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Are science and religion compatible?

July 19, 2009

An age-old question, with attempts for answers from many, and Loyd at project mayhem has another answer.

I think that in most cases, asking if science and religion are compatible is like asking if mathematics and poetry are compatible. The question really doesn’t make sense. Sure, perhaps they can probably share the same room, but in most cases unless one is trained in both, they usually have no idea what the other is talking about.

To ask if the Genesis account of creation is compatible with evolution is to totally misunderstand the Genesis account. It was never meant as a scientific or literal account of creation. Anybody who goes through the LDS endowment should be acutely aware of that (though unfortunately most are still too obtuse to realize it). The seven creation periods are no scientific accounts, but is simply a means to use the numerically significant seven (which means totality) to break apart the known world into seven parts and show that for God the totality of creation was good.

…I think we could all find a greater use of our time if start recognizing the categorical differences between religion and science and realizing that in so many cases the question of their compatibility is simply nonsense.

Exciting. Another take on the non-overlapping magisteria approach.

What’s more fun about this entry are the comments, where Loyd comes up against some dude dbd insists that the comparison is not apt. After all, science, dbd says, casts a light on the dark spots of religion, marginalizing religion bit by bit. And religion has traditionally stepped in science’s way in the first place in a way that poetry has never done to math. And in response to dbd, Loyd says:

…you obviously don’t understand my analogy or are reading way too much into it. The analogy is that religion and science, like poetry and math, are categorically different and that therefore talk of compatibility is nonsensical. Sure, religious nuts have misread their own religious myths and used it to trample on science. In the same manner too many scientists misunderstand religion and think that they have something to say when they really don’t either. Your claim that science shows the lies in most religious myths simply just shows that you are another confused ignoramus who is making the same foolish mistake that religious nuts are making.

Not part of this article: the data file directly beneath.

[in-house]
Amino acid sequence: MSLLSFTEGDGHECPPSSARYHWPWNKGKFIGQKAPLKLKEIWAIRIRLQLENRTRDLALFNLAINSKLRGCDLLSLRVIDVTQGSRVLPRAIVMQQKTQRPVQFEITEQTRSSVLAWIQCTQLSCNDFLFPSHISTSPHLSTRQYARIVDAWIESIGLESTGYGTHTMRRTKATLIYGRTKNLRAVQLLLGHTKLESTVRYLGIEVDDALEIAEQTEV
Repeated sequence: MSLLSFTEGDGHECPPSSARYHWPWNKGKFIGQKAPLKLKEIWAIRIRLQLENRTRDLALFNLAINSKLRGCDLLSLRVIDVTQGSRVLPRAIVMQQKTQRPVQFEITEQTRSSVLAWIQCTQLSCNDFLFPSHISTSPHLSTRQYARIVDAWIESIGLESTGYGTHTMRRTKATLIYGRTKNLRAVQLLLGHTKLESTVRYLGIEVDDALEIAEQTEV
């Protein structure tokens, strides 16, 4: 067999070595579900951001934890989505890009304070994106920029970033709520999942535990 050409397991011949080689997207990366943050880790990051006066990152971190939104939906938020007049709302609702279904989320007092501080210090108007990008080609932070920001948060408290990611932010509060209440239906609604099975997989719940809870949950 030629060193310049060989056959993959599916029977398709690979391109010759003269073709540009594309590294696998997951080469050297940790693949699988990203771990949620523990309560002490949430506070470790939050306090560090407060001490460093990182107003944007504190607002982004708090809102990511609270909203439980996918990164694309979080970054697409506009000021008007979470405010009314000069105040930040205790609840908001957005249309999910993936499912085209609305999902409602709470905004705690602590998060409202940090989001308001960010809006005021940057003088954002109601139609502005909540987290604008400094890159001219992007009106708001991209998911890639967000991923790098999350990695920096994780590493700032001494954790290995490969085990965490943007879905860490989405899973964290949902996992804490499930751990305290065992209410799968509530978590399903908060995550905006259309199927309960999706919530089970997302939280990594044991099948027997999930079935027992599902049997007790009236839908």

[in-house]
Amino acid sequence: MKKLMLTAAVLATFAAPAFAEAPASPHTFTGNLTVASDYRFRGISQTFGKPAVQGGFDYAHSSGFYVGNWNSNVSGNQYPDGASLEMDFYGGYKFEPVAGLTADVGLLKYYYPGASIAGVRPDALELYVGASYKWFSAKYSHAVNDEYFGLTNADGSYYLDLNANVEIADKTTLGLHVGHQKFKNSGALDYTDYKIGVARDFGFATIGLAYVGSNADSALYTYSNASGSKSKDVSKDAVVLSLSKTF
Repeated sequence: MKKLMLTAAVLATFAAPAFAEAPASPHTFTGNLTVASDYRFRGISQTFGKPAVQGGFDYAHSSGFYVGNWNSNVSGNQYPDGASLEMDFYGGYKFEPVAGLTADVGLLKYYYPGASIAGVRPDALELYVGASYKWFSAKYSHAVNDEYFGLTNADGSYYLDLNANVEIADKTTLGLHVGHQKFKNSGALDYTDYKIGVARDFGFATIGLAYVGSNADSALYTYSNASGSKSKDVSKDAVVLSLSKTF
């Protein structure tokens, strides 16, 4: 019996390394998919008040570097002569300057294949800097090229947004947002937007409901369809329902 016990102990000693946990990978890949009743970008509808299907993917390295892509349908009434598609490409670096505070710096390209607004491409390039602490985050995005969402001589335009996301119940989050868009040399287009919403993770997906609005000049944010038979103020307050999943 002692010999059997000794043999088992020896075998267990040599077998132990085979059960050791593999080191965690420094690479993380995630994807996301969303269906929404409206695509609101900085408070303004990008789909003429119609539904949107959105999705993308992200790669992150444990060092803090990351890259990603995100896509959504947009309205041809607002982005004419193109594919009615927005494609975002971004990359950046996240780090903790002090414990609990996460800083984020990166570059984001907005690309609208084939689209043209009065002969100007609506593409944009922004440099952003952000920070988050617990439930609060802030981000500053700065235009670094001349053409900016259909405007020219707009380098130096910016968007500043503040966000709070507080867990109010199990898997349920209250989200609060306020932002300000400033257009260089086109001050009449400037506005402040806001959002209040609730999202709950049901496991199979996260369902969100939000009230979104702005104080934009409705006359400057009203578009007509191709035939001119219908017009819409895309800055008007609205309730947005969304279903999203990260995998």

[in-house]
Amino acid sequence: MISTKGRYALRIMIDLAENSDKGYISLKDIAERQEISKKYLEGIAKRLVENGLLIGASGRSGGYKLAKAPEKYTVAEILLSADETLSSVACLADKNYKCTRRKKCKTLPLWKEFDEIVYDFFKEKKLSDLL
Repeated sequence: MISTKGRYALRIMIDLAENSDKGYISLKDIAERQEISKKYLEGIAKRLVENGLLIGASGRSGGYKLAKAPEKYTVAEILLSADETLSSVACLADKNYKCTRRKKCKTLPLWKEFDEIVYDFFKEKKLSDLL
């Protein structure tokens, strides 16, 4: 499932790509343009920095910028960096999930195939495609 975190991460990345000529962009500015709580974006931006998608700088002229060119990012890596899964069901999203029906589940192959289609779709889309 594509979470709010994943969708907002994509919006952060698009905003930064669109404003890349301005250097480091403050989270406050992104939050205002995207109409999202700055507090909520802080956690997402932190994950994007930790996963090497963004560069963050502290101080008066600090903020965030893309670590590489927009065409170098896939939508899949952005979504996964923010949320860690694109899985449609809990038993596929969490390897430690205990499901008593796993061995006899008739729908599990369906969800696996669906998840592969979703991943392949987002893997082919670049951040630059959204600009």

This is an interesting response, because in it, Loyd presents a rather ambitious view of religion. He assumes that religion (or at least Genesis) rightfully should be viewed as “mythic,” and those who would interpret it in other ways (in ways that could come into conflict with science or history) are “nuts” who “have misread their own religious myths.” So, because religion was not supposed to be interpreted in such a way, those who interpret it as such aren’t doing it right, and this includes scientists, anti-theists or whomever else who propose to “show the lies in religious myths.”

I can see Loyd’s point from the other side: when scientists do it wrong. I recognize that scientific hypotheses and theories are descriptive…they do not answer the grand philosophical questions of life. So for example, I often hear people say, in a rather scientistic sort of way that because humans are driven by hormones to reproduce and because evolution is “about” (whatever that means) the conveyance of genetic material from generation to generation, that this somehow means that human purpose should be to spread genes.

And I say, “You’re a freaking retard.”

Just because we have a description of what humans do (and why) does not tell us if that is what we should do or if that is our purpose. That we have certain traits that can be described in a scientific model doesn’t mean that we should have these traits or that they say anything of the sort.